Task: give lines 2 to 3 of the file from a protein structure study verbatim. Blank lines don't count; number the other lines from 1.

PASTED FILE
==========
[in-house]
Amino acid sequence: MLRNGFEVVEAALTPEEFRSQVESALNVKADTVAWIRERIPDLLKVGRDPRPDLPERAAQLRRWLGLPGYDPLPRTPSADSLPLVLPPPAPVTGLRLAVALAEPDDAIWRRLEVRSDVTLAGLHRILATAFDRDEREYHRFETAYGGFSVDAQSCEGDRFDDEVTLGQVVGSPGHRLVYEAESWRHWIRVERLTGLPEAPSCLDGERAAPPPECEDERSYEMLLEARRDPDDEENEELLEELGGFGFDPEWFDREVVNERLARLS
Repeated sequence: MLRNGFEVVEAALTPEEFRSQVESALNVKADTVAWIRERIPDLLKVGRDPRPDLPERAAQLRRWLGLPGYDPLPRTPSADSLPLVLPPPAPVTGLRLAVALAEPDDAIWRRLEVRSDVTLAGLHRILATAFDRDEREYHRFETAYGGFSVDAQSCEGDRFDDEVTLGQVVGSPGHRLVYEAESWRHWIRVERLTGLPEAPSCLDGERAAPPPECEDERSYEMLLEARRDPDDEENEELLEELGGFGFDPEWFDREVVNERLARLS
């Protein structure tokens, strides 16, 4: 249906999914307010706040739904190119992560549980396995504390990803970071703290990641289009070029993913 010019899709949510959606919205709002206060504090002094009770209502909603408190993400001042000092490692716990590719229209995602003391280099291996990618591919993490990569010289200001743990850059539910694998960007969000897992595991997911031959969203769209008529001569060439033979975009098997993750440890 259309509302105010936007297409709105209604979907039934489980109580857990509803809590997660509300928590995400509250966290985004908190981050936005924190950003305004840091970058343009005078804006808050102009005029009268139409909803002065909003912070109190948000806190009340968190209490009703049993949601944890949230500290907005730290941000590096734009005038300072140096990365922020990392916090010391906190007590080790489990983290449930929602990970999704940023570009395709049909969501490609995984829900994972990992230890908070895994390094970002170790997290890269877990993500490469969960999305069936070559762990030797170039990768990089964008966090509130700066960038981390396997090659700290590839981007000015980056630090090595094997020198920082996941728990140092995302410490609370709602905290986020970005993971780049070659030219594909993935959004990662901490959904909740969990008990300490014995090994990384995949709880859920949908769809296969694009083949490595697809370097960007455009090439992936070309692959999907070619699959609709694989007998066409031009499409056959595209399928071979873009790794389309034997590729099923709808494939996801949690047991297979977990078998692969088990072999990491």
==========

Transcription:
Amino acid sequence: MLRNGFEVVEAALTPEEFRSQVESALNVKADTVAWIRERIPDLLKVGRDPRPDLPERAAQLRRWLGLPGYDPLPRTPSADSLPLVLPPPAPVTGLRLAVALAEPDDAIWRRLEVRSDVTLAGLHRILATAFDRDEREYHRFETAYGGFSVDAQSCEGDRFDDEVTLGQVVGSPGHRLVYEAESWRHWIRVERLTGLPEAPSCLDGERAAPPPECEDERSYEMLLEARRDPDDEENEELLEELGGFGFDPEWFDREVVNERLARLS
Repeated sequence: MLRNGFEVVEAALTPEEFRSQVESALNVKADTVAWIRERIPDLLKVGRDPRPDLPERAAQLRRWLGLPGYDPLPRTPSADSLPLVLPPPAPVTGLRLAVALAEPDDAIWRRLEVRSDVTLAGLHRILATAFDRDEREYHRFETAYGGFSVDAQSCEGDRFDDEVTLGQVVGSPGHRLVYEAESWRHWIRVERLTGLPEAPSCLDGERAAPPPECEDERSYEMLLEARRDPDDEENEELLEELGGFGFDPEWFDREVVNERLARLS